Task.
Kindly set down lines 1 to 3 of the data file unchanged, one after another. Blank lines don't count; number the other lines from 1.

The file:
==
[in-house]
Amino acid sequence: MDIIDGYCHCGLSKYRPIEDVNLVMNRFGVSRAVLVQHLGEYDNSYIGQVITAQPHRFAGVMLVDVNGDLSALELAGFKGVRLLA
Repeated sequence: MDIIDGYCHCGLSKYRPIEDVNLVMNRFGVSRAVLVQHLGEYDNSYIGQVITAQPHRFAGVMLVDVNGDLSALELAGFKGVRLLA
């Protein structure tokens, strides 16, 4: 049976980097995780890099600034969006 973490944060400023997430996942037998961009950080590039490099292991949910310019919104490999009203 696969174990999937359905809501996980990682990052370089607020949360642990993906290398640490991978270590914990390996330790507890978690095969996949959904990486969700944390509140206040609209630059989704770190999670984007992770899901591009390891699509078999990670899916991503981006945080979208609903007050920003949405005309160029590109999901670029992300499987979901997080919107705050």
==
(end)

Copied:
[in-house]
Amino acid sequence: MDIIDGYCHCGLSKYRPIEDVNLVMNRFGVSRAVLVQHLGEYDNSYIGQVITAQPHRFAGVMLVDVNGDLSALELAGFKGVRLLA
Repeated sequence: MDIIDGYCHCGLSKYRPIEDVNLVMNRFGVSRAVLVQHLGEYDNSYIGQVITAQPHRFAGVMLVDVNGDLSALELAGFKGVRLLA